Vulnerable 20 agrees to greater investments


FINANCE ministers of 20 climate-change vulnerable countries, including the Philippines, decided to develop and apply innovative fiscal measures to foster greater investment in climate resiliency.

These countries, dubbed as the “Vulnerable Twenty (V20),” represents close to 700 million people threatened by climate change and spanning world regions. The group held an inaugural meeting on Thursday (Friday in Manila) in Lima, Peru.

Besides the Philippines, the V20 includes Afghanistan, Bangladesh, Barbados, Bhutan, Costa Rica, Ethiopia, Ghana, Kenya, Kiribati, Madagascar, Maldives, Nepal, Rwanda, Saint Lucia, Tanzania, Timor-Leste, Tuvalu, Vanuatu, and Vietnam.

In its first statement, the group called the response to climate change a “foremost humanitarian priority,” with the V20 committing to act collectively to “foster a significant increase” of public and private finance for climate action from wide-ranging sources, including international, regional and domestic mobilization.

In his opening speech, Philippines Finance Secretary Cesar Purisima said that in the absence of an effective global response, annual economic losses due to climate change are projected to exceed $400 billion by 2030 for the V20, with impacts far surpassing local or regional capabilities.

“Here in Lima, we unite for what we believe is the fundamental human rights issue threatening our very own existence today. Global climate action gives us hope that we can still see a future free from the most devastating effects of climate change,” he said.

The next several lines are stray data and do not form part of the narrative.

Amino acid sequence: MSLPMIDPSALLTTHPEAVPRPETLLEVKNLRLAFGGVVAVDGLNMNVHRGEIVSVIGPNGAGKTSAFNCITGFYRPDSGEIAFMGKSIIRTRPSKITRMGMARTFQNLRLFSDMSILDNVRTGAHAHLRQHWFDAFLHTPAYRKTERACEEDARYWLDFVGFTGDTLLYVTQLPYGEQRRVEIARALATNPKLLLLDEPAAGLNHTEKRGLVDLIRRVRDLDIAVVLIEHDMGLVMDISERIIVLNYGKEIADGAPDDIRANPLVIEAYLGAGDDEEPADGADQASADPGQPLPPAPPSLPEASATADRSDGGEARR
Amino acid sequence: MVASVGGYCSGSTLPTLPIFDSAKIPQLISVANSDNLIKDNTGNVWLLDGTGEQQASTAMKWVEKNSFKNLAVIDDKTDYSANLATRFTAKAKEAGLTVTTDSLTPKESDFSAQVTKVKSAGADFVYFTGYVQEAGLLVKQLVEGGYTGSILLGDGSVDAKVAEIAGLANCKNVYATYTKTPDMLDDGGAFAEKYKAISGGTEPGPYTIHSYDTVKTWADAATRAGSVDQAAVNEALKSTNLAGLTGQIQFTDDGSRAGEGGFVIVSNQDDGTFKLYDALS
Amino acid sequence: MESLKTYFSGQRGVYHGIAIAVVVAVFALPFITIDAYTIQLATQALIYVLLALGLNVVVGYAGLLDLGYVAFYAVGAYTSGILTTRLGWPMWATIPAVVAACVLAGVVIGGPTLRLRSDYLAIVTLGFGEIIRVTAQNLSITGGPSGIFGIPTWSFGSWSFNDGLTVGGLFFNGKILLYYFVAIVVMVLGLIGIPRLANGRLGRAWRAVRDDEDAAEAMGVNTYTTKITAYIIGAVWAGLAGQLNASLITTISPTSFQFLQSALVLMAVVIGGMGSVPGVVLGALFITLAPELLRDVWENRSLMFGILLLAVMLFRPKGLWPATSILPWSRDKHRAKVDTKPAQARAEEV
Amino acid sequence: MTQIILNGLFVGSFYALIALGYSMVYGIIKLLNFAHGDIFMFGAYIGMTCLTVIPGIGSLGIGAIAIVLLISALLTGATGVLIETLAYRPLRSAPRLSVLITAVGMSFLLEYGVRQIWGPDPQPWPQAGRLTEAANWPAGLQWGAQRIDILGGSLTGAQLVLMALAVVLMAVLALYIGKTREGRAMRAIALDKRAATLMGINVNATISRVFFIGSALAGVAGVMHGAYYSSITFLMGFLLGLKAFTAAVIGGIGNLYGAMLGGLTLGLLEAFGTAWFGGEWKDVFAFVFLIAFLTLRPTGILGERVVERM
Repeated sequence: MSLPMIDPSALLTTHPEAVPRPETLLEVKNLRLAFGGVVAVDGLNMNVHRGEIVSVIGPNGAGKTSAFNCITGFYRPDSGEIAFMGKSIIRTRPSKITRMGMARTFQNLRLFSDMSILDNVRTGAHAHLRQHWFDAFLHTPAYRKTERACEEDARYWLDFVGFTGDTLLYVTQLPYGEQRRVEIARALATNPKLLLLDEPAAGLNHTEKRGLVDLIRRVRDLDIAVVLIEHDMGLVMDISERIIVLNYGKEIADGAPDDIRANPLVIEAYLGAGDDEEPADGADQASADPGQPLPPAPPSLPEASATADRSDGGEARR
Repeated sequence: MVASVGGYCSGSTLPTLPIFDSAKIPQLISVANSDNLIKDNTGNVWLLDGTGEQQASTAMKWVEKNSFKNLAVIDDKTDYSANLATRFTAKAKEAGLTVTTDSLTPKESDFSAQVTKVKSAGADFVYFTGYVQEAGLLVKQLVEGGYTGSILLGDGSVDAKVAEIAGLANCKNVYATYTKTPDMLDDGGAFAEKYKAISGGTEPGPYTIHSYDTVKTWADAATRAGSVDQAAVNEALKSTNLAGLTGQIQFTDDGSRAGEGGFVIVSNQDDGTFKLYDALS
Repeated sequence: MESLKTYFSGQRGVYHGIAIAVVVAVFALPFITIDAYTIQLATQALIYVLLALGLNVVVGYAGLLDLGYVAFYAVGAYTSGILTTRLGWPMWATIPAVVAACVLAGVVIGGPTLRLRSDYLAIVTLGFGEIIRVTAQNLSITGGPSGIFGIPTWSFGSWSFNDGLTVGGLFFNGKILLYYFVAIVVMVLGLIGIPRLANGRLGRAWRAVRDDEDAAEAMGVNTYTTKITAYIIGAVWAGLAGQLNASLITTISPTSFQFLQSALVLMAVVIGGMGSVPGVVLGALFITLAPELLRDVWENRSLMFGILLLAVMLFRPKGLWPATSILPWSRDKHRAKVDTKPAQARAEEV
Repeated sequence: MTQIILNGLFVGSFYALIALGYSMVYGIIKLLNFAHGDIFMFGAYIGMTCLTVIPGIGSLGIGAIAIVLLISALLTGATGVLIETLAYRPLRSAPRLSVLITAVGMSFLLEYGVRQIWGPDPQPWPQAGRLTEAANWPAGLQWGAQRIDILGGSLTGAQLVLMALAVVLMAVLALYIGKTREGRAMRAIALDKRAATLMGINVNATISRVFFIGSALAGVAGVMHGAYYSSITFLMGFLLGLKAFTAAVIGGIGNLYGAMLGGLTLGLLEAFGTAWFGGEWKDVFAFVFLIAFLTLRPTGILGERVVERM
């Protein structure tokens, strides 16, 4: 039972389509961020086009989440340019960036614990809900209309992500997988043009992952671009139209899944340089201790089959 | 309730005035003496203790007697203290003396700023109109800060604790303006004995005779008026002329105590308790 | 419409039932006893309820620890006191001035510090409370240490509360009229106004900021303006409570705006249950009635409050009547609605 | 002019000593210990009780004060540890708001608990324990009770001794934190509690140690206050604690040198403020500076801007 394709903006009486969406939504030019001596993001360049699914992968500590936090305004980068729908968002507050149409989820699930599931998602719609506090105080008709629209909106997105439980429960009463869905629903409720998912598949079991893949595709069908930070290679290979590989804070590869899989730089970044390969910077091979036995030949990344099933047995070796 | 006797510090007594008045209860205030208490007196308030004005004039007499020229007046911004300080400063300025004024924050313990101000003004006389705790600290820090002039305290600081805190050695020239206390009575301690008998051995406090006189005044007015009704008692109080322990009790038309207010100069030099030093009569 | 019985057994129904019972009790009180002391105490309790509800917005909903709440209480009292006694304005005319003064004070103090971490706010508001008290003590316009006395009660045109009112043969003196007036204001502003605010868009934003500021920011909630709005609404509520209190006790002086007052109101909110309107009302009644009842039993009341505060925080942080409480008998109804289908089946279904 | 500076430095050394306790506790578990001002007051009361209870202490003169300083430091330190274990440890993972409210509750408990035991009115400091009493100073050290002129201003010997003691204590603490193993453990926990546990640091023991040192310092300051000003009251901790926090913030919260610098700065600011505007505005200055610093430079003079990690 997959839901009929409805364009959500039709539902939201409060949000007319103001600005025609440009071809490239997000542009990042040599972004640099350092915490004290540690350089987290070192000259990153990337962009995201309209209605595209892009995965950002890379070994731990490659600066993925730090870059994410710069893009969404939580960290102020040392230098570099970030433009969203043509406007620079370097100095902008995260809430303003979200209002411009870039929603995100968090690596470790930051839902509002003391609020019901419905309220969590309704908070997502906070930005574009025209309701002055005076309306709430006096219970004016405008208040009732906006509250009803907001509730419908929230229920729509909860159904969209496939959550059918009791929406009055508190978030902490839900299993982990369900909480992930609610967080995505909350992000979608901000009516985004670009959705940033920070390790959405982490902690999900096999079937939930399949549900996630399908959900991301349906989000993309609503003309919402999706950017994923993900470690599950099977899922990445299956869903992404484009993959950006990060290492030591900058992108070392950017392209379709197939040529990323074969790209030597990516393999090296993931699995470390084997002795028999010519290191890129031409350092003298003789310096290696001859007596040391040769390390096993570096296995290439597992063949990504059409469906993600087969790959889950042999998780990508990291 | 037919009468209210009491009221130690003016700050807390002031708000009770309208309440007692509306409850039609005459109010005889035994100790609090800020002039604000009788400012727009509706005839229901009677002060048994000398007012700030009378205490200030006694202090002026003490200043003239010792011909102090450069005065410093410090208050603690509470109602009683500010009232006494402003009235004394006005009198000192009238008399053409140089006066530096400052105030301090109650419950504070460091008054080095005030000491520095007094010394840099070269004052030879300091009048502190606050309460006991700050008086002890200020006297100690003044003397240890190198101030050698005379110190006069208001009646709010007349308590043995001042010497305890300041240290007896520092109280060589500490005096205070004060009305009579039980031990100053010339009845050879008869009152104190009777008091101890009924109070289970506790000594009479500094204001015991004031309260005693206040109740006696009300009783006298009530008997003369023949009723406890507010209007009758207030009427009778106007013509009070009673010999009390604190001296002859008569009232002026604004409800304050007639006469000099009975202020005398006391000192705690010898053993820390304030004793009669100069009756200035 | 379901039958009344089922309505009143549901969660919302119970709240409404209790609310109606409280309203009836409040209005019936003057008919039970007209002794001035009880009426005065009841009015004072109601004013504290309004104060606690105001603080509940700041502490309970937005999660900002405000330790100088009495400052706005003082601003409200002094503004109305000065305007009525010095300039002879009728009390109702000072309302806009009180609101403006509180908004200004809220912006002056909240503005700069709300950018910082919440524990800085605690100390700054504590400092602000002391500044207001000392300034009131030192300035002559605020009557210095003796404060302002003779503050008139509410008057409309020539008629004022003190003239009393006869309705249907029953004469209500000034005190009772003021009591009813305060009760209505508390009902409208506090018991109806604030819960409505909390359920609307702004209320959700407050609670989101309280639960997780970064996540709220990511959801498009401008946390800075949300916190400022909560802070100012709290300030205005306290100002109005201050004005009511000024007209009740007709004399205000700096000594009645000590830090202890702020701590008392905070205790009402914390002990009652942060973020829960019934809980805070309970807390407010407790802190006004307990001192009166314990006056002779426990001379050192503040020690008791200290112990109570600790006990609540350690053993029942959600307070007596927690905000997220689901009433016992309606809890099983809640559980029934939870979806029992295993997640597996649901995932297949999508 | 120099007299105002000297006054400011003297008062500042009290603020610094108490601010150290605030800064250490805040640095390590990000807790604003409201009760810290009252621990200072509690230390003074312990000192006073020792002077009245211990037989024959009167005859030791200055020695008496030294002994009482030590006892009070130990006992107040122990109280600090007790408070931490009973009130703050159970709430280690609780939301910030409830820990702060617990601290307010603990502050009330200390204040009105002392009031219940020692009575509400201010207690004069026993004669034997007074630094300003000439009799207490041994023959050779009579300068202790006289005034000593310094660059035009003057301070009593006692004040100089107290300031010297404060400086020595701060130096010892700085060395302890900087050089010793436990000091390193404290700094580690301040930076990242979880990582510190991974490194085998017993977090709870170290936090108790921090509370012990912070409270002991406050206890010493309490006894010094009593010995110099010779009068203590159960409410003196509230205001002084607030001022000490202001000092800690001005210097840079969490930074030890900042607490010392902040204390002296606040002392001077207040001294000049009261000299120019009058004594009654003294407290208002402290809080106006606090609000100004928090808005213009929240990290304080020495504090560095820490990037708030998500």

V20 also voiced support for an international financial transaction tax to aid the mobilization of additional resources in the fight against climate change.

They also called for improved access to international climate change finance, the fulfillment of a $100-billion commitment to the Green Climate Fund, and acceleration toward a 50:50 balance in resources mobilized given the prevailing shortfalls in initiatives to adapt to climate change.

Finance ministers agreed to establish a sovereign V20 Climate Risk Pooling mechanism to distribute economic and financial risks, enabling participating economies to improve recovery from climate-induced extreme weather events and disasters and to ensure enhanced security for jobs, livelihoods, businesses and investors.

Modeled on similar regional facilities, the trans-regional mechanism would increase access to dependable and cost-efficient insurance while incentivizing scaled-up adaptation measures, they said.

The V20 countries also committed to develop or improve their financial accounting models and methodologies to enhance accounting of climate change costs, risks and response co-benefits in all their forms, while seeking a new international partnership to help realize the group’s aims.

World Bank Group President Jim Yong Kim said the world needs stronger voices from developing countries to draw more attention to their great needs for investment in fighting the impacts from climate change.

“This new group of 20 countries, led by the Philippines, will play an important role in pushing for greater investment in climate resiliency and low carbon growth at home and internationally,” he added.

The V20 was created to promote climate finance mobilization, share and exchange best practices on economic and financial aspects of climate action, develop and implement improved and innovative approaches, and engage in advocacy and other joint actions.


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